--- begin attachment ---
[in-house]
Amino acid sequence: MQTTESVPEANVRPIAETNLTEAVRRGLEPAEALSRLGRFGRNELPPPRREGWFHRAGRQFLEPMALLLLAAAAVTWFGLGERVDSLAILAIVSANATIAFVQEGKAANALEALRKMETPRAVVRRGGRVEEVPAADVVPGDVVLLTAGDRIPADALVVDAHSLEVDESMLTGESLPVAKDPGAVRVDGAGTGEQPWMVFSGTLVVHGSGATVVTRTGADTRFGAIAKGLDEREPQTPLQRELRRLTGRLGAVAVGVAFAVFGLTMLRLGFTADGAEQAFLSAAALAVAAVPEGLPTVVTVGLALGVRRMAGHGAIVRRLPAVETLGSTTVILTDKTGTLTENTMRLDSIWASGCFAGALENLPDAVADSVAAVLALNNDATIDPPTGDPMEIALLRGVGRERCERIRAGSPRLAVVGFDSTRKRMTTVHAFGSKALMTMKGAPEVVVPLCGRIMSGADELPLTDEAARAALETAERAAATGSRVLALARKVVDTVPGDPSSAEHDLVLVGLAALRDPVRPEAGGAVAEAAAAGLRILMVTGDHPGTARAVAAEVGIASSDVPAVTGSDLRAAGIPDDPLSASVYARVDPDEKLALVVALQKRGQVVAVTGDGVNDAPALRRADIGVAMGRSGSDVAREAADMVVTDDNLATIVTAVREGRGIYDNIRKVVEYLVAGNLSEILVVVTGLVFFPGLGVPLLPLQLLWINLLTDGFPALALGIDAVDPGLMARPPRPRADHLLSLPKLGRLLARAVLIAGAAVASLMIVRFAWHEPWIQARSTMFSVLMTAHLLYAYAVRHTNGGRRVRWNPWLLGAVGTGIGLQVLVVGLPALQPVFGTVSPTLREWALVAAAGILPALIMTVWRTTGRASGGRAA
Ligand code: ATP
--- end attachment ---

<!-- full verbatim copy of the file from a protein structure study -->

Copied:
[in-house]
Amino acid sequence: MQTTESVPEANVRPIAETNLTEAVRRGLEPAEALSRLGRFGRNELPPPRREGWFHRAGRQFLEPMALLLLAAAAVTWFGLGERVDSLAILAIVSANATIAFVQEGKAANALEALRKMETPRAVVRRGGRVEEVPAADVVPGDVVLLTAGDRIPADALVVDAHSLEVDESMLTGESLPVAKDPGAVRVDGAGTGEQPWMVFSGTLVVHGSGATVVTRTGADTRFGAIAKGLDEREPQTPLQRELRRLTGRLGAVAVGVAFAVFGLTMLRLGFTADGAEQAFLSAAALAVAAVPEGLPTVVTVGLALGVRRMAGHGAIVRRLPAVETLGSTTVILTDKTGTLTENTMRLDSIWASGCFAGALENLPDAVADSVAAVLALNNDATIDPPTGDPMEIALLRGVGRERCERIRAGSPRLAVVGFDSTRKRMTTVHAFGSKALMTMKGAPEVVVPLCGRIMSGADELPLTDEAARAALETAERAAATGSRVLALARKVVDTVPGDPSSAEHDLVLVGLAALRDPVRPEAGGAVAEAAAAGLRILMVTGDHPGTARAVAAEVGIASSDVPAVTGSDLRAAGIPDDPLSASVYARVDPDEKLALVVALQKRGQVVAVTGDGVNDAPALRRADIGVAMGRSGSDVAREAADMVVTDDNLATIVTAVREGRGIYDNIRKVVEYLVAGNLSEILVVVTGLVFFPGLGVPLLPLQLLWINLLTDGFPALALGIDAVDPGLMARPPRPRADHLLSLPKLGRLLARAVLIAGAAVASLMIVRFAWHEPWIQARSTMFSVLMTAHLLYAYAVRHTNGGRRVRWNPWLLGAVGTGIGLQVLVVGLPALQPVFGTVSPTLREWALVAAAGILPALIMTVWRTTGRASGGRAA
Ligand code: ATP